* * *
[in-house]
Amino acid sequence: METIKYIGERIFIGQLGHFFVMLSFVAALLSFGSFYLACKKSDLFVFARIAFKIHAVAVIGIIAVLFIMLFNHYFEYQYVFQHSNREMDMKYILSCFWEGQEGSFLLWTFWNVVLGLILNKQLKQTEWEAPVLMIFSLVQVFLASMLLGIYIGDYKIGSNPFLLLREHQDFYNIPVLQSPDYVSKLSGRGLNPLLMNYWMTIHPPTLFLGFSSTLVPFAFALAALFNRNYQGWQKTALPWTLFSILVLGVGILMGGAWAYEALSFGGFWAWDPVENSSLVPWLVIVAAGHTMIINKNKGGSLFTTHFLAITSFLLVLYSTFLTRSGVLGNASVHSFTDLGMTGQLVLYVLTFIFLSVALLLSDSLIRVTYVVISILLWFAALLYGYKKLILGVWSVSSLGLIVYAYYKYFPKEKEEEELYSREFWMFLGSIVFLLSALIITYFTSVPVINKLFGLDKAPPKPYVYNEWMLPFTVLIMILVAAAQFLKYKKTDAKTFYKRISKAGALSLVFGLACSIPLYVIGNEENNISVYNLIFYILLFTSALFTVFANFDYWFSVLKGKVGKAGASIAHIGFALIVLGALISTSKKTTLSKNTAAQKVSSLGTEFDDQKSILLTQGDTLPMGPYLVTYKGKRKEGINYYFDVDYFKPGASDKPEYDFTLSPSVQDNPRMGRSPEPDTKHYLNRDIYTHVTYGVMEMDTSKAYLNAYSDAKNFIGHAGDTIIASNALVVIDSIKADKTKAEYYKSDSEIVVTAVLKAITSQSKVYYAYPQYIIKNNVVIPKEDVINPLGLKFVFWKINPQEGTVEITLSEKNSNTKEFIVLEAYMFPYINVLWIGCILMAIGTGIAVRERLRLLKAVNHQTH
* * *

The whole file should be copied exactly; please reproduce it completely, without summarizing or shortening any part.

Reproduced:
[in-house]
Amino acid sequence: METIKYIGERIFIGQLGHFFVMLSFVAALLSFGSFYLACKKSDLFVFARIAFKIHAVAVIGIIAVLFIMLFNHYFEYQYVFQHSNREMDMKYILSCFWEGQEGSFLLWTFWNVVLGLILNKQLKQTEWEAPVLMIFSLVQVFLASMLLGIYIGDYKIGSNPFLLLREHQDFYNIPVLQSPDYVSKLSGRGLNPLLMNYWMTIHPPTLFLGFSSTLVPFAFALAALFNRNYQGWQKTALPWTLFSILVLGVGILMGGAWAYEALSFGGFWAWDPVENSSLVPWLVIVAAGHTMIINKNKGGSLFTTHFLAITSFLLVLYSTFLTRSGVLGNASVHSFTDLGMTGQLVLYVLTFIFLSVALLLSDSLIRVTYVVISILLWFAALLYGYKKLILGVWSVSSLGLIVYAYYKYFPKEKEEEELYSREFWMFLGSIVFLLSALIITYFTSVPVINKLFGLDKAPPKPYVYNEWMLPFTVLIMILVAAAQFLKYKKTDAKTFYKRISKAGALSLVFGLACSIPLYVIGNEENNISVYNLIFYILLFTSALFTVFANFDYWFSVLKGKVGKAGASIAHIGFALIVLGALISTSKKTTLSKNTAAQKVSSLGTEFDDQKSILLTQGDTLPMGPYLVTYKGKRKEGINYYFDVDYFKPGASDKPEYDFTLSPSVQDNPRMGRSPEPDTKHYLNRDIYTHVTYGVMEMDTSKAYLNAYSDAKNFIGHAGDTIIASNALVVIDSIKADKTKAEYYKSDSEIVVTAVLKAITSQSKVYYAYPQYIIKNNVVIPKEDVINPLGLKFVFWKINPQEGTVEITLSEKNSNTKEFIVLEAYMFPYINVLWIGCILMAIGTGIAVRERLRLLKAVNHQTH